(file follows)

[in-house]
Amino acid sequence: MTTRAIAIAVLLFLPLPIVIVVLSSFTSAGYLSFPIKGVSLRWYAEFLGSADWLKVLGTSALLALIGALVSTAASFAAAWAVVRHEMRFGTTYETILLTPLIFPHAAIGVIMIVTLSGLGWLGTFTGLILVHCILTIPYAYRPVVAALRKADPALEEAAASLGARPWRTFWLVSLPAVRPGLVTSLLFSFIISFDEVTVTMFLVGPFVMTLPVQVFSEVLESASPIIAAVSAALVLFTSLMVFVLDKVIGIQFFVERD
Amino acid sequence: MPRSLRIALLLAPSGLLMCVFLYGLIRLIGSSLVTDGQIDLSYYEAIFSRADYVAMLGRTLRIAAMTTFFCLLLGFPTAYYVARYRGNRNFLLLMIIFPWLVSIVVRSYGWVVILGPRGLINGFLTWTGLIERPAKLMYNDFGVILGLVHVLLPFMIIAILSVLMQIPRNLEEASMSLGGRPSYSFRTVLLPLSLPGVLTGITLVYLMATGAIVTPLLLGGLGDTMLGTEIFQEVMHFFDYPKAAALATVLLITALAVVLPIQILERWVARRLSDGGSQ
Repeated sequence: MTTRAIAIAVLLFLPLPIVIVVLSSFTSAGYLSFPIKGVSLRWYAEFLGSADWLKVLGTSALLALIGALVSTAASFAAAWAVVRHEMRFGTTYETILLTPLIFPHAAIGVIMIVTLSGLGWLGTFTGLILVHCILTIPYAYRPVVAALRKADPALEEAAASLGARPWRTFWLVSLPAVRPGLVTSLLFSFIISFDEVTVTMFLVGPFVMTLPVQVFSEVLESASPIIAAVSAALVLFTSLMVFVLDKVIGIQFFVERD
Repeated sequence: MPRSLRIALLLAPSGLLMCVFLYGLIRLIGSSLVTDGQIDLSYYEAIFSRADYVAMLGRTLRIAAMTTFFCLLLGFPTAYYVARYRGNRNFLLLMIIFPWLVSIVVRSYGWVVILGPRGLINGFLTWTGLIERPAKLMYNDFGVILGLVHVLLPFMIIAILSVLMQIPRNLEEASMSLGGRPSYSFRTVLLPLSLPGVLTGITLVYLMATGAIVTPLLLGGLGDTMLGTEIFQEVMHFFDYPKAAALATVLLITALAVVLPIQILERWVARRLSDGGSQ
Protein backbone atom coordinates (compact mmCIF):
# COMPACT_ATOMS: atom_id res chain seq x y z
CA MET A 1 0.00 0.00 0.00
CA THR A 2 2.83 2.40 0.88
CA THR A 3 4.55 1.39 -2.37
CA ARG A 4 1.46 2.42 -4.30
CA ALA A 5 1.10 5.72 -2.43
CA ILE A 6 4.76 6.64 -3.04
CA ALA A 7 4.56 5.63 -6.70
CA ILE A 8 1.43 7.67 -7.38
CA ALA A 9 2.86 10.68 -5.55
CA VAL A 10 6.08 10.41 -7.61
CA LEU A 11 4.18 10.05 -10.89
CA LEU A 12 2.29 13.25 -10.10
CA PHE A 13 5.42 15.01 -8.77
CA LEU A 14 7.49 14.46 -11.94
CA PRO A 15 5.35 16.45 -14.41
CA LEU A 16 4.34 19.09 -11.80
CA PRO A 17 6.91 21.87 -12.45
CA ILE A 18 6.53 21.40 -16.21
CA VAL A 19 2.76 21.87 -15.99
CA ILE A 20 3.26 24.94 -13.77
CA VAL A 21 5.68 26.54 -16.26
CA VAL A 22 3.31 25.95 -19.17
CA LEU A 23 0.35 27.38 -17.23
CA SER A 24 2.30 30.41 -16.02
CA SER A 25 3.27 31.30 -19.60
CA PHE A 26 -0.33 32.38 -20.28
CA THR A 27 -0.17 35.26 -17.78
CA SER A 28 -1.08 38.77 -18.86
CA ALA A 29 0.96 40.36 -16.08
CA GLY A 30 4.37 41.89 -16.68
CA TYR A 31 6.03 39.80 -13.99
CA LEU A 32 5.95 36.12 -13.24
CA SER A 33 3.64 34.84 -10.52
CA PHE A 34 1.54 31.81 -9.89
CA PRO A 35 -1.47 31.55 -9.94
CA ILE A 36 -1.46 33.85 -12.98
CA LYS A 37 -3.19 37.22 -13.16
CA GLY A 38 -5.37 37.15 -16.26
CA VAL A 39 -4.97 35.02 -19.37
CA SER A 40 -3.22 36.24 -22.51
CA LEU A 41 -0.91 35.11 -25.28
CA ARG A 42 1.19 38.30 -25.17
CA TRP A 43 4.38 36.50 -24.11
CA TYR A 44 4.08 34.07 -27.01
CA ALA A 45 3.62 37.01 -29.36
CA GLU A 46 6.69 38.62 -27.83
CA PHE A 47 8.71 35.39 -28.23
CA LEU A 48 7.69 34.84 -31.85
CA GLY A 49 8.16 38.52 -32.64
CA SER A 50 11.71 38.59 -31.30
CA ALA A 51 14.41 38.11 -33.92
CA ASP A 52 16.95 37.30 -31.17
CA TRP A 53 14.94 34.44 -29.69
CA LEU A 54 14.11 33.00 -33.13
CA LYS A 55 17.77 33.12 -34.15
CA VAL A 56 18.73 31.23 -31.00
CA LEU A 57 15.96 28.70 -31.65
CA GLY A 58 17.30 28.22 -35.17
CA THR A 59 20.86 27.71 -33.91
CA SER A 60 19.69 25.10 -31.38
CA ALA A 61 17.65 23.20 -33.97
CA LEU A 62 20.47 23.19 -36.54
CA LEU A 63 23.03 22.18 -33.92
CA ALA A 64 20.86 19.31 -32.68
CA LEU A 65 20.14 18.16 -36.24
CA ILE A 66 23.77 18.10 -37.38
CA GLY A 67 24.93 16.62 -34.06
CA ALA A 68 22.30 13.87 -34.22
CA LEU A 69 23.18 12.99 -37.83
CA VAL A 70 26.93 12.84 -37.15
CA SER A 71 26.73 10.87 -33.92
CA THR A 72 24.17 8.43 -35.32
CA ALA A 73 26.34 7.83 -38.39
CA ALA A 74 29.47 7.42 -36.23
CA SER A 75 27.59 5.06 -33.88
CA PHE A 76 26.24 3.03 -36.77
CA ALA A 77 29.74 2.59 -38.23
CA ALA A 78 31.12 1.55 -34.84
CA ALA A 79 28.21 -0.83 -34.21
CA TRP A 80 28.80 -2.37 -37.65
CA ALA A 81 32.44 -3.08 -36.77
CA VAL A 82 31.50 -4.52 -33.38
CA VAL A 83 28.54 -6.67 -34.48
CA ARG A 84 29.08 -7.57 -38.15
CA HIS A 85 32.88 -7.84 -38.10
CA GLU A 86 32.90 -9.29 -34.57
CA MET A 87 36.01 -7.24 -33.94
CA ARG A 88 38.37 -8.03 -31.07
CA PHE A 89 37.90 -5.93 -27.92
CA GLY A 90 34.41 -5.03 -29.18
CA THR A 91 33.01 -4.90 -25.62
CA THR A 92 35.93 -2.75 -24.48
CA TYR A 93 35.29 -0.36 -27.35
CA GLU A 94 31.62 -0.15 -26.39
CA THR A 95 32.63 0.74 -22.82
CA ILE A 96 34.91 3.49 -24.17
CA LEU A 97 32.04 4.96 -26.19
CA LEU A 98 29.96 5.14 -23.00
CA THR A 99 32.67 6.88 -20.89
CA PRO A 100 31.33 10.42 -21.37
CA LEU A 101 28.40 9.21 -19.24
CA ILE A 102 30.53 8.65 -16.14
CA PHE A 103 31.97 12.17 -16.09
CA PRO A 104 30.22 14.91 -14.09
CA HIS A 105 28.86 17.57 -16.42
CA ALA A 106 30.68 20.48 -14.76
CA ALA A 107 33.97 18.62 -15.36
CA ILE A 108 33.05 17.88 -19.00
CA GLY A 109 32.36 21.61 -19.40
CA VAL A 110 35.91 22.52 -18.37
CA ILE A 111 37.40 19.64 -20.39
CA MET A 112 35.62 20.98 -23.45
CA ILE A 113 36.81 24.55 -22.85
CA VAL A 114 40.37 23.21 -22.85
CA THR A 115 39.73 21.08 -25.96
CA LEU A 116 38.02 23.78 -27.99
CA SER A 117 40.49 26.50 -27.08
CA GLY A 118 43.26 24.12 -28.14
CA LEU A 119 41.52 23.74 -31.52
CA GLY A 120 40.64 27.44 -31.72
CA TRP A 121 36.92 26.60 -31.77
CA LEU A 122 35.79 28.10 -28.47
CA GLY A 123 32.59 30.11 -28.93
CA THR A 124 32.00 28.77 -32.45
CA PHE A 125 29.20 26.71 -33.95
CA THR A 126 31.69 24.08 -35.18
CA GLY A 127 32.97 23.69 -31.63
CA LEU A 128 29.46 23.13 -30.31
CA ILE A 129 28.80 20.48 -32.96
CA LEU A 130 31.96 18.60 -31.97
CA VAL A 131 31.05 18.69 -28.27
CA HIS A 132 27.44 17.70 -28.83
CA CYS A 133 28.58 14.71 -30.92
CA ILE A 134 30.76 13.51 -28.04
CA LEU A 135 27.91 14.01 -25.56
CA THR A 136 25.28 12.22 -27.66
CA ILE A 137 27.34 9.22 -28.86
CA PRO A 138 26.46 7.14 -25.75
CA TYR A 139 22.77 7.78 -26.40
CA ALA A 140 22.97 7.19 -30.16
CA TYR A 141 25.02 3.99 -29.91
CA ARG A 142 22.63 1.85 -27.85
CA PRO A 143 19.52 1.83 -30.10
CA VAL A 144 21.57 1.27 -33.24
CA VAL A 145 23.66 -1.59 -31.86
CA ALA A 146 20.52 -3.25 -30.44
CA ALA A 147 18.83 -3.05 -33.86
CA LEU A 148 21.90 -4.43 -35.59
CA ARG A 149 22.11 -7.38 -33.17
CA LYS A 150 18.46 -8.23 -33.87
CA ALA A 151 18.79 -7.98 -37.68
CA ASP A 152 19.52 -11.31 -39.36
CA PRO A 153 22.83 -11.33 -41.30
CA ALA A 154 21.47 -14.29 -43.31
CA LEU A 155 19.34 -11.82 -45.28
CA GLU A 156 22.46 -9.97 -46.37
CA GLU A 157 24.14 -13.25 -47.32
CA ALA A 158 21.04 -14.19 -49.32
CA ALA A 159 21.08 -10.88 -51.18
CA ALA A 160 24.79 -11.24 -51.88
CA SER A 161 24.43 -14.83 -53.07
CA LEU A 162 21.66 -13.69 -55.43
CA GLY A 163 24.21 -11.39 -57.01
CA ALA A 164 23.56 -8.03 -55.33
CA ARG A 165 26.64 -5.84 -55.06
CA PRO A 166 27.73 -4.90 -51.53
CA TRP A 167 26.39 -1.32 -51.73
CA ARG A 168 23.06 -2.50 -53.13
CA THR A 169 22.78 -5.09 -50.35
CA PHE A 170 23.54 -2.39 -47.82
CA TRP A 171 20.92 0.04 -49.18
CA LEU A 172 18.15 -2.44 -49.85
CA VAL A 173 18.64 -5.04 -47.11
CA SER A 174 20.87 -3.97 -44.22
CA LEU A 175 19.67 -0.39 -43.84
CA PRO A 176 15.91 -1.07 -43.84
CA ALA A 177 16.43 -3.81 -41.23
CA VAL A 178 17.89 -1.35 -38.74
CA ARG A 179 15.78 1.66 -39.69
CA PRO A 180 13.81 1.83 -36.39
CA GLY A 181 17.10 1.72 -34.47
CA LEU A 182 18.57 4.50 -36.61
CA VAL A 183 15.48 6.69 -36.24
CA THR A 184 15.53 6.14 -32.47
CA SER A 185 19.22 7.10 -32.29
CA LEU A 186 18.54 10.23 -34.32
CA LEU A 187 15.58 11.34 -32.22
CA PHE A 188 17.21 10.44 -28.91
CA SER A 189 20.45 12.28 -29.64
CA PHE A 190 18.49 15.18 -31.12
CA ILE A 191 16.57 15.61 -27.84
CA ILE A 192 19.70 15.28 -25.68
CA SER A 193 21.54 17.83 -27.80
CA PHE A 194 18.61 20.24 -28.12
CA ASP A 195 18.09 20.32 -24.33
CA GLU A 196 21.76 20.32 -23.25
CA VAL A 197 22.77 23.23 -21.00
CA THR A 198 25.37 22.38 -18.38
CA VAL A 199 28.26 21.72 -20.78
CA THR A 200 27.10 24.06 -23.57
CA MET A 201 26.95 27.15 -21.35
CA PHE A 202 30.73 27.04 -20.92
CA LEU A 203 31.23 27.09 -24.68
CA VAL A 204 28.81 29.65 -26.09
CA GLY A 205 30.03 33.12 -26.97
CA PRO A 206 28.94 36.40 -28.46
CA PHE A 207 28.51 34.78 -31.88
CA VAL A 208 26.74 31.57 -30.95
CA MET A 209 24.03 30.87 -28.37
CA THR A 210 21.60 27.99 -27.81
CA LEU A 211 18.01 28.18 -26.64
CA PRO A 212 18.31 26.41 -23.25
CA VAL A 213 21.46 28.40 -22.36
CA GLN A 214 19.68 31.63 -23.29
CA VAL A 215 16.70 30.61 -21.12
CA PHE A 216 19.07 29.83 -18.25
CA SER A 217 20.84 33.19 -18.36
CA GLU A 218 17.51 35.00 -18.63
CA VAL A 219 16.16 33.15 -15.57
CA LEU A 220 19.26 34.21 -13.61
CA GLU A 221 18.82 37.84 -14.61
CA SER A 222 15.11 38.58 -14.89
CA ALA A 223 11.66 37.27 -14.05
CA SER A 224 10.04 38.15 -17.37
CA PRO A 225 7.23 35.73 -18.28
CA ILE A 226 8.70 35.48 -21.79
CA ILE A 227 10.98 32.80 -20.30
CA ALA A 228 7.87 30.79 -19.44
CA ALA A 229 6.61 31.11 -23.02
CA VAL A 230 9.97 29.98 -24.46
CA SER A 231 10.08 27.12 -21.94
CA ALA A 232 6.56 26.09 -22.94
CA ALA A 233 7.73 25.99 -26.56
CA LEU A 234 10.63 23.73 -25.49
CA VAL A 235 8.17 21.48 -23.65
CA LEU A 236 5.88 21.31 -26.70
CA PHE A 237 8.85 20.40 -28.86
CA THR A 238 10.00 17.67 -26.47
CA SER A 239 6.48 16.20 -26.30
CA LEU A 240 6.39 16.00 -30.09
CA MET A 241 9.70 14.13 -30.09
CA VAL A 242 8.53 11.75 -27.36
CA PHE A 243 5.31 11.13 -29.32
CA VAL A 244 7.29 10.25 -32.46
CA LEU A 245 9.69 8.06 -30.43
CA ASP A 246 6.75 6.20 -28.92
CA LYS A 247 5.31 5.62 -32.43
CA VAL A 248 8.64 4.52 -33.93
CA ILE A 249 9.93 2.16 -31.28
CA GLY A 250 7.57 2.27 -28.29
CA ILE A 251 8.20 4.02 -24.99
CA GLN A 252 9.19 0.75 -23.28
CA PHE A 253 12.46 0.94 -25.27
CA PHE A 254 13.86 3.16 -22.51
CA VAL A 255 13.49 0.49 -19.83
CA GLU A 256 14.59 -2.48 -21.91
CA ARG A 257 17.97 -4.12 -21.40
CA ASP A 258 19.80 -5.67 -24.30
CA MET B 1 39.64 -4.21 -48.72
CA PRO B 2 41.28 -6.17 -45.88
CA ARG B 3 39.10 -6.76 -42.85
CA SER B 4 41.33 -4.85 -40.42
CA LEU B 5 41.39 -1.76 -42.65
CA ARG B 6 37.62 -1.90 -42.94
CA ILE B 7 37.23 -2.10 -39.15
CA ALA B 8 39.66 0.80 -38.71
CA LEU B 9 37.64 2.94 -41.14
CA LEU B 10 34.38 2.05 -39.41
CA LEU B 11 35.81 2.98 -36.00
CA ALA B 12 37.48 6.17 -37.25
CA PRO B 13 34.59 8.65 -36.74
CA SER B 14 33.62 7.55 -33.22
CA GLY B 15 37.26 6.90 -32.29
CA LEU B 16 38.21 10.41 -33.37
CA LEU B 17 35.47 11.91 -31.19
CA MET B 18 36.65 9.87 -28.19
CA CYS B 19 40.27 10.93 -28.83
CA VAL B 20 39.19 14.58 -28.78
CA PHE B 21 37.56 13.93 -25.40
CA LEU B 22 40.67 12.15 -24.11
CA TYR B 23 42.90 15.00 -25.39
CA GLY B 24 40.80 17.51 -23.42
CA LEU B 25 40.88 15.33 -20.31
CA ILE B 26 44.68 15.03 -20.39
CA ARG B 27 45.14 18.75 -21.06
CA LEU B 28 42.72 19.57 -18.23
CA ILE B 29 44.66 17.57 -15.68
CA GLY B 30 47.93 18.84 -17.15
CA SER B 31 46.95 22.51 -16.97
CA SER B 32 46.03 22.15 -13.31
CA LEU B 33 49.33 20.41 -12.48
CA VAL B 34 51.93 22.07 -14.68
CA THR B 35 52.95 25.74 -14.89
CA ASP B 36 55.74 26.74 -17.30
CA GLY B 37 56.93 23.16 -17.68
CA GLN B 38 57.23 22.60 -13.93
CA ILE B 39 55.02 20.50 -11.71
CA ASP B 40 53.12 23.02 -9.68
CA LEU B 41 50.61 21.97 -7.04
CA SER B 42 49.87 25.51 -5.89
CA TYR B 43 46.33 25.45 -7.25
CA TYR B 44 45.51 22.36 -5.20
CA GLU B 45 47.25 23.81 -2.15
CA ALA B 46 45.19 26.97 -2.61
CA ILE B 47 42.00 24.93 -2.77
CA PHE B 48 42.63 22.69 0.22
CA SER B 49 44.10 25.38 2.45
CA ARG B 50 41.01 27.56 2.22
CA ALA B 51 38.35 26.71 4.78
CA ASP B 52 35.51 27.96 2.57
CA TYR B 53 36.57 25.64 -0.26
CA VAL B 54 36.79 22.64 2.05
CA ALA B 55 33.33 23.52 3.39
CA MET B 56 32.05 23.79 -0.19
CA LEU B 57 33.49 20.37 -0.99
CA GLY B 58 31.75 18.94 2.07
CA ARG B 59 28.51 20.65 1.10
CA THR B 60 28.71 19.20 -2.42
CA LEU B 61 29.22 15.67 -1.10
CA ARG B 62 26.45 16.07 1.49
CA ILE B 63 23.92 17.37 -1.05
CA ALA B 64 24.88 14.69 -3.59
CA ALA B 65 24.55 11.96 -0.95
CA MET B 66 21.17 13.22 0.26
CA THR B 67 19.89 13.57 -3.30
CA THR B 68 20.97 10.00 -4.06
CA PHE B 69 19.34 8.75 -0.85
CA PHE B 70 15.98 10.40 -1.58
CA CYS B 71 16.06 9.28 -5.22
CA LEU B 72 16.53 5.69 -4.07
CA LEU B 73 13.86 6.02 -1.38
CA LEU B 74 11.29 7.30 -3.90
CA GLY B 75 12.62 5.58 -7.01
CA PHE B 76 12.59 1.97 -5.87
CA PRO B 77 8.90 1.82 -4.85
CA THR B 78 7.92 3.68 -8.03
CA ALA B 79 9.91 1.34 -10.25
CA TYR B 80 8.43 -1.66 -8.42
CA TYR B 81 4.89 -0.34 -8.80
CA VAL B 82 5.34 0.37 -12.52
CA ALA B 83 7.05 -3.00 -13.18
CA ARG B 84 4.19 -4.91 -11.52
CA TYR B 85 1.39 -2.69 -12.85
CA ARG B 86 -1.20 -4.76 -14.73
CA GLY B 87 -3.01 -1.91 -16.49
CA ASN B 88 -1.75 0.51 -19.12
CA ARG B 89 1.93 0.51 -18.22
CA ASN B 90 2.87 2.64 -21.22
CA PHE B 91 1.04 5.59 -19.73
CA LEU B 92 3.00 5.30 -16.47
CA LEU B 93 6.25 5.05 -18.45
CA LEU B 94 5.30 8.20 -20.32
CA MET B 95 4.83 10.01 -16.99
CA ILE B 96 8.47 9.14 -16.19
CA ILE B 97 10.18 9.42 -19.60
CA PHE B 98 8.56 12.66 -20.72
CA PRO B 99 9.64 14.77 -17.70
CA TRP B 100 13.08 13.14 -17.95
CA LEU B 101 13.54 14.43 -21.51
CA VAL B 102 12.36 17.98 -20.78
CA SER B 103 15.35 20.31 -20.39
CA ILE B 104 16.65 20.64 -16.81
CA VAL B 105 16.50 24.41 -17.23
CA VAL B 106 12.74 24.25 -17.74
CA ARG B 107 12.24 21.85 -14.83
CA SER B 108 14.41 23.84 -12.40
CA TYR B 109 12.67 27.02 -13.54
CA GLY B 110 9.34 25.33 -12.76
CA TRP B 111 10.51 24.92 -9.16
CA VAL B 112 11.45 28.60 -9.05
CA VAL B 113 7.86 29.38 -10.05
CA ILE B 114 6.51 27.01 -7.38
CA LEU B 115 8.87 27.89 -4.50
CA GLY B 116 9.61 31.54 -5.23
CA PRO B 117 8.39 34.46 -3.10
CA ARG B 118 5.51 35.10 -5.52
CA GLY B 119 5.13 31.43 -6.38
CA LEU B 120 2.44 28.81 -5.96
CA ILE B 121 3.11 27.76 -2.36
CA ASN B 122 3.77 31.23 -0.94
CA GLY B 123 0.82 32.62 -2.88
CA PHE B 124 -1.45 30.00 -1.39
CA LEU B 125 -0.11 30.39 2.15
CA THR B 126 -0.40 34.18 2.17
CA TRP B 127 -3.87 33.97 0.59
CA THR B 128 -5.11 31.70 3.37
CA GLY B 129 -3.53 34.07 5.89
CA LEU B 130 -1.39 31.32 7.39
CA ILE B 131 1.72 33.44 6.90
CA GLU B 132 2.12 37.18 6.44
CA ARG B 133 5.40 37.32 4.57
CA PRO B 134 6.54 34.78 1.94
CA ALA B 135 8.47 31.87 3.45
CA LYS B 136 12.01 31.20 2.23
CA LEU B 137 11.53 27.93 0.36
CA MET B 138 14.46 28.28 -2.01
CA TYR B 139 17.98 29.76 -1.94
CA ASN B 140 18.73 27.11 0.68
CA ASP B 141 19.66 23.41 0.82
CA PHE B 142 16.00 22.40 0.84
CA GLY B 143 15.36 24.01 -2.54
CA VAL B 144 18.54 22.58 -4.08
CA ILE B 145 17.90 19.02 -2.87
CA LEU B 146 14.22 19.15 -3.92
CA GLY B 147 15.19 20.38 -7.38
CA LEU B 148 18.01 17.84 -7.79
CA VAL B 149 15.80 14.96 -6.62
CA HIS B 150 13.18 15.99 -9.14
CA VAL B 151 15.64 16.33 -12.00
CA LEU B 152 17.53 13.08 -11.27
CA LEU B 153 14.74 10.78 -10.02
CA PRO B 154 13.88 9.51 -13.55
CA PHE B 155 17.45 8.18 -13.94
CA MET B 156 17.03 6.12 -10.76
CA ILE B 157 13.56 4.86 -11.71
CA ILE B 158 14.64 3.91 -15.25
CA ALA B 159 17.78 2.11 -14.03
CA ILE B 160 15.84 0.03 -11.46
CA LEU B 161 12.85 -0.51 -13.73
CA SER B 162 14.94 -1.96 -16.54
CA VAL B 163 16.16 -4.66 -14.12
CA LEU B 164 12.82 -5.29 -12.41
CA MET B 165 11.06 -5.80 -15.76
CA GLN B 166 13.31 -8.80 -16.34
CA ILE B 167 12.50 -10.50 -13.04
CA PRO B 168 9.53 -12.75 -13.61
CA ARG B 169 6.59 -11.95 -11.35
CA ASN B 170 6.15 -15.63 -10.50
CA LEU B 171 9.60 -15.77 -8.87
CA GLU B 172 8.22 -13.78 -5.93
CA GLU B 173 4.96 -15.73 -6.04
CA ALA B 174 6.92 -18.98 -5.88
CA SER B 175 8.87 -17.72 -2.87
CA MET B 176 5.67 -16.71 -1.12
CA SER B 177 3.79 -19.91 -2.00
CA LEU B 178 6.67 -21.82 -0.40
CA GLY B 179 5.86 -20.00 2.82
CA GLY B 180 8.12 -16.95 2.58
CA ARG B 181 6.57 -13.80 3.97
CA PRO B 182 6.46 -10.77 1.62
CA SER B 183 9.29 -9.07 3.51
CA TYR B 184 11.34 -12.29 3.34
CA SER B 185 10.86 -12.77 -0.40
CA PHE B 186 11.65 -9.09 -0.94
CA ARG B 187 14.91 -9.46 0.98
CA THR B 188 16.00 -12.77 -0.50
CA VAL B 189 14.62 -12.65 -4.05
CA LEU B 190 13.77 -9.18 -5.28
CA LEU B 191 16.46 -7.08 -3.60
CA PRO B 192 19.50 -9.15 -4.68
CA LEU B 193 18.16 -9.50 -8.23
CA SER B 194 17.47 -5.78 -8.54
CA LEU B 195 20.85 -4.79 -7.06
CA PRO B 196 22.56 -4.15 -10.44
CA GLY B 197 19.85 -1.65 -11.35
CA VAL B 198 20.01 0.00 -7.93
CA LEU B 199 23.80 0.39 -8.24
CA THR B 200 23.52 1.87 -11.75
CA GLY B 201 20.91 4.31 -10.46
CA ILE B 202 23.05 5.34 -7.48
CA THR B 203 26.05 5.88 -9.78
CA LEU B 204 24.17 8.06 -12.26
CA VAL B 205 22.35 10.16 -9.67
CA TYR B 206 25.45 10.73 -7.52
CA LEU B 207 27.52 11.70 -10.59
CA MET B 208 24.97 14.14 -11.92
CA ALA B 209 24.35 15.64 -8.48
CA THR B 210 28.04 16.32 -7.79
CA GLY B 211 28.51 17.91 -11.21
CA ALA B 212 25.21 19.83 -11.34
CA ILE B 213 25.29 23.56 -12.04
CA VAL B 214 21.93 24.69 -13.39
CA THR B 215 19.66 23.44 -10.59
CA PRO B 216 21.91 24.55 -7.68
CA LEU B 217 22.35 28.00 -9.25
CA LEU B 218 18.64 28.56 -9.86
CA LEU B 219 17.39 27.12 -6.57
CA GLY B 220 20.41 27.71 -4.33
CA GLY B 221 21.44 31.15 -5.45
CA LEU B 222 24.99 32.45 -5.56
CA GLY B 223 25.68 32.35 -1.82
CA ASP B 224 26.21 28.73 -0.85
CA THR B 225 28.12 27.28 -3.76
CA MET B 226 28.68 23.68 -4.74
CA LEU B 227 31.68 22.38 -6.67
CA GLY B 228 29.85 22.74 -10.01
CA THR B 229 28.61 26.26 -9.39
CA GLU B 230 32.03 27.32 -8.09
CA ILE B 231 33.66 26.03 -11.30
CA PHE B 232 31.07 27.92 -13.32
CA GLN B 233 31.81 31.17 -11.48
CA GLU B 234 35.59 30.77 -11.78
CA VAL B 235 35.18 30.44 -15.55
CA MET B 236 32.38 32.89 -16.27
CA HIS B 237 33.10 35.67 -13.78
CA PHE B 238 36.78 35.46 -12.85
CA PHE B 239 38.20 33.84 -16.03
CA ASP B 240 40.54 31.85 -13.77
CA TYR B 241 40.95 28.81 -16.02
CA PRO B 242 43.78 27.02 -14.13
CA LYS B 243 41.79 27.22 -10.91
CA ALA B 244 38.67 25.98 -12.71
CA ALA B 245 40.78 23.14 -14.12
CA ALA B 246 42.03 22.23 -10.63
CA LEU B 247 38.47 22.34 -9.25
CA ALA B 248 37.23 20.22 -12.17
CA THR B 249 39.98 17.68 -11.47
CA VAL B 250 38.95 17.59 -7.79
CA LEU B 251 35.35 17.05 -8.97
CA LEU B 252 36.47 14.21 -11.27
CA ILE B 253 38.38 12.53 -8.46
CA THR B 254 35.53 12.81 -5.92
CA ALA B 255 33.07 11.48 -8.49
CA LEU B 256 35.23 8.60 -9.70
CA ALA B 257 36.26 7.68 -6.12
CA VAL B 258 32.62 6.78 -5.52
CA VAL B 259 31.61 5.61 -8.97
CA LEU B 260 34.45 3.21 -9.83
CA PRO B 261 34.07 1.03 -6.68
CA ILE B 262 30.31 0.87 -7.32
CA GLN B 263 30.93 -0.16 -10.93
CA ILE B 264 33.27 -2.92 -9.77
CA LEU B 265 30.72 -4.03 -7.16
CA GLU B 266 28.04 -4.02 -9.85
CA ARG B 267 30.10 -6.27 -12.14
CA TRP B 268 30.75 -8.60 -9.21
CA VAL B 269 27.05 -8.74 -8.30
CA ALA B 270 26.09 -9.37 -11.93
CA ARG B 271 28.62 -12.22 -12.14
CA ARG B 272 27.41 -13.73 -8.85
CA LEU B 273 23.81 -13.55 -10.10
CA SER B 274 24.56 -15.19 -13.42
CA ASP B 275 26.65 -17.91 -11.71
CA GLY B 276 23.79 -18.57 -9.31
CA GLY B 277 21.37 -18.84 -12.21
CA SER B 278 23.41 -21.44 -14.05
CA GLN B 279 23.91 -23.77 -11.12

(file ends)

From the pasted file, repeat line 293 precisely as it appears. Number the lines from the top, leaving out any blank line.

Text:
CA LEU B 28 42.72 19.57 -18.23